Friday, July 8, 2016

How to choose and store vanilla extract

In this post we discuss how to choose and store 100% pure vanilla, not just Tahitian vanilla, but any type of vanilla. If you want to learn about the differences between Bourbon-Madagascar vanilla, Mexican vanilla, and Tahitian vanilla, click here.

So you’re in the market for pure vanilla extract to flavor your cookies and cakes, or perhaps a savory dish like Tahitian Vanilla Seared Sea Scallops with Lemon Coconut Risotto and Vanilla Bean Buerre Blanc. You’re perusing the offerings at the grocery store and notice the price of pure vanilla extract is quite a bit higher, up to 200 times the price of artificial or imitation vanilla flavoring. What gives? After saffron, pure vanilla is the most expensive thing you can use to flavor food. Why is that? Because it literally takes years to grow, pollinate, harvest, and cure premium vanilla. And most of that hard work is done by hand. So enterprising business folk can usually find a cheaper way to produce something similar. Similar, is the operative word, but not exactly pure.

What to look for on the label when choosing pure vanilla extract
Vanilla is vanilla is vanilla, right? Wrong. Some extracts have more or less alcohol, or sugar, or additives that may or may not be natural. You can learn a lot from the information on the label. Pure vanilla extract must be labelled as such. Here is what to look for:
  • Make sure the vanilla extract has at least 35% alcohol, minimum. More alcohol content results in a smoother, richer flavor. 
  • Check for unnecessary additives (such as sugar), preservatives, or coloring. Pure vanilla extract will have no additives, or preservatives, and will be be amber in color. 
  • If possible, smell the extract. The best quality products will have a rich, perfumed aroma. 
Any vanilla extract that is NOT 100% pure will be labeled with one of the following:
  • vanilla flavor – derived from synthetic substances 
  • natural vanilla flavor – derived from natural flavors other than the vanilla bean
  • imitation vanilla – derived from synthetic substances
  • artificial vanillin* – derived from wood, a paper industry byproduct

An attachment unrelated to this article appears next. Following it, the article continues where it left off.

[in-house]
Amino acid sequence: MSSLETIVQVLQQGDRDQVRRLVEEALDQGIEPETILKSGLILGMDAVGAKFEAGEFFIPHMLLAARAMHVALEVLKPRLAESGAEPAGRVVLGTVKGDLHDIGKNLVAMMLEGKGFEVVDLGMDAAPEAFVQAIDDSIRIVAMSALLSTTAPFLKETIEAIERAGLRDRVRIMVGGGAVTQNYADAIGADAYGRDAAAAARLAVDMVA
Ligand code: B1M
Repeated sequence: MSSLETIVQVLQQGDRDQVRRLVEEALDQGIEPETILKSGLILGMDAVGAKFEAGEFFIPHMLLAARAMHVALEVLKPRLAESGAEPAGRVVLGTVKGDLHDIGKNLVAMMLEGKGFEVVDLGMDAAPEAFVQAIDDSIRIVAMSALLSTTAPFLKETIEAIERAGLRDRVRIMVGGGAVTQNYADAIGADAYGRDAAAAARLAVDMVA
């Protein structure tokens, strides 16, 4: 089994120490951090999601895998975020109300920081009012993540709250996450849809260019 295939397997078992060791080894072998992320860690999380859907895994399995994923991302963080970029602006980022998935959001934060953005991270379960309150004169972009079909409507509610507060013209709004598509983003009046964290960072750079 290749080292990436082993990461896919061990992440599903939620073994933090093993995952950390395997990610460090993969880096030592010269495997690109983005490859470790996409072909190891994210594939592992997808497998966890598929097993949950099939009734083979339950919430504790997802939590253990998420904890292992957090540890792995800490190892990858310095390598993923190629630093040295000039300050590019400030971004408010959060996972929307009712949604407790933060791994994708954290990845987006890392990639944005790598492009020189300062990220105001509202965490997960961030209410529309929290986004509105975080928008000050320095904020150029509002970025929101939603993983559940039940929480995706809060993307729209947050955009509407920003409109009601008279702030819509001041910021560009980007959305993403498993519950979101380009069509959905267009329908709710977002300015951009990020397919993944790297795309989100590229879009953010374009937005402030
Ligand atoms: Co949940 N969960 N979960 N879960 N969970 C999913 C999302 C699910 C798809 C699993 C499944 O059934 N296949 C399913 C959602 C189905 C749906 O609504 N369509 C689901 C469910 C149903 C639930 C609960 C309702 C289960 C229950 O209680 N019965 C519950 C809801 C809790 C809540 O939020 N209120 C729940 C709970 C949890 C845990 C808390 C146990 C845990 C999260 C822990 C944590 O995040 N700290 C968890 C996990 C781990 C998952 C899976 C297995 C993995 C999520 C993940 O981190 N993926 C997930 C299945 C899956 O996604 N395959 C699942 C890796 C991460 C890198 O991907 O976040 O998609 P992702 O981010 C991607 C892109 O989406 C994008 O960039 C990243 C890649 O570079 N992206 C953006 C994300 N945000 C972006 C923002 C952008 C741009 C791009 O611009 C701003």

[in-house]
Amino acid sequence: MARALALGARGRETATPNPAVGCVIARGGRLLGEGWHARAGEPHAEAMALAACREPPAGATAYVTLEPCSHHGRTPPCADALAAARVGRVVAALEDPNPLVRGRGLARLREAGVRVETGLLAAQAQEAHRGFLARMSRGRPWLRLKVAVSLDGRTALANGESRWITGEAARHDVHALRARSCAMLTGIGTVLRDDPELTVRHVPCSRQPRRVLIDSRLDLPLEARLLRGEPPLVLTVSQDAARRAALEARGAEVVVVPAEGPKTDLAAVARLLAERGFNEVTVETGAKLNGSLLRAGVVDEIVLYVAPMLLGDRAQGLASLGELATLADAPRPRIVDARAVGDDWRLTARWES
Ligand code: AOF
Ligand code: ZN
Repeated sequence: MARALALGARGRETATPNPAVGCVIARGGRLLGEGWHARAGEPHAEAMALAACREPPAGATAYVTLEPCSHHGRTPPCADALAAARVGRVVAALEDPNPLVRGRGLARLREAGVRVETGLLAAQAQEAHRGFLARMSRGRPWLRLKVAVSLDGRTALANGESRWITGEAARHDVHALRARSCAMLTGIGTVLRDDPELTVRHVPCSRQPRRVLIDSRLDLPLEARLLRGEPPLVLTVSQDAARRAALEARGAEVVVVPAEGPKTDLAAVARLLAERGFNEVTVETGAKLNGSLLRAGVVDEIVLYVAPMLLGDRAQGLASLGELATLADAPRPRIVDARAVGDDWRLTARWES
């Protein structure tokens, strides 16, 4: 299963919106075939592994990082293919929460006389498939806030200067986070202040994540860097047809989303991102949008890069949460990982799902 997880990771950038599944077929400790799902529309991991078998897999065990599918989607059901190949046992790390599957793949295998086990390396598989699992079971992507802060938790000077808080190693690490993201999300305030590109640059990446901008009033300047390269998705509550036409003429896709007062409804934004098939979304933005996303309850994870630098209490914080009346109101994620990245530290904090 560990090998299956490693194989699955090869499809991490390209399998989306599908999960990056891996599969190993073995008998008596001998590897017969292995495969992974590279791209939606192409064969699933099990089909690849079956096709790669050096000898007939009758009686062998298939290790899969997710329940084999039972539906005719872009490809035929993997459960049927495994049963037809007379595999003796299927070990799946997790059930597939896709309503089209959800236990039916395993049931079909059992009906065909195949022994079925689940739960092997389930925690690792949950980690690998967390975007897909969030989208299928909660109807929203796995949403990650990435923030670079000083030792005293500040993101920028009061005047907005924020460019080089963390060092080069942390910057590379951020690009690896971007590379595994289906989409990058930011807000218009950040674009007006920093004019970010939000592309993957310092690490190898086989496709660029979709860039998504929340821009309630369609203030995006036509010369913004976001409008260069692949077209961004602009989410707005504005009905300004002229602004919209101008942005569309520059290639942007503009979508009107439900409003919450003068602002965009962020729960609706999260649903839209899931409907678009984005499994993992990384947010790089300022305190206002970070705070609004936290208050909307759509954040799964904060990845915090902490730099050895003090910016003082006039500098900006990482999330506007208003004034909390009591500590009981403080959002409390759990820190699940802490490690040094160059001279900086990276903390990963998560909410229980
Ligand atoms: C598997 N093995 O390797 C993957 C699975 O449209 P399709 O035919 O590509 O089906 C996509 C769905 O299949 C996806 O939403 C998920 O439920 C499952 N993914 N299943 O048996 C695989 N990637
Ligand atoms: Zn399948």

• natural vanillin* – derived from natural substances, not necessarily the vanilla bean
  • ethyl vanillin* – derived from a coal tar derivative
  • coumarin – derived from the tonka bean and toxic in large quantities, often found in very cheap Mexican vanilla

So now you know what to look for. The warning of caveat emptor (let the buyer beware) really comes in handy when choosing pure vanilla. You may be surprised to know there is quite a difference between brands. Consider testing a few brands side-by-side to learn the differences, as well as your personal preferences. 
Take out the magnifying glass and read the small type on the label to make sure you are getting 100% pure, unadulterated, real, natural, vanilla extract.

If want to be absolutely sure what is in your extract, and you’re the do-it-yourself type, it’s easy to make your own Tahitian vanilla extract. All you need is natural vanilla beans, alcohol, and time. Keep those few ingredients in mind as you read the labels.

Storing vanilla
Vanilla extract, beans, powder, and paste should be stored in an airtight container in a cool, dark, dry place. Avoid extreme temperatures, and moist, humid, warm places. Vanilla extract actually improves with age. When stored properly, vanilla extract will last indefinitely.

General starting point equivalencies for Vanilla From Tahiti:
1 tbsp extract (1X) = 1 vanilla bean = 1⁄2 tbsp ground powder = 1 tsp vanilla bean paste (3X).

Buy 100% pure Vanilla From Tahiti online.

*Vanillin, the primary component of the extract of the vanilla bean, is an organic compound. Vanillin is only one of hundreds of natural flavor compounds and substances that flavor vanilla beans. In our humble opinion, vanillin compromises the flavor, aroma, and health benefits of baked goods.

Bake With Love. Vanilla From Tahiti.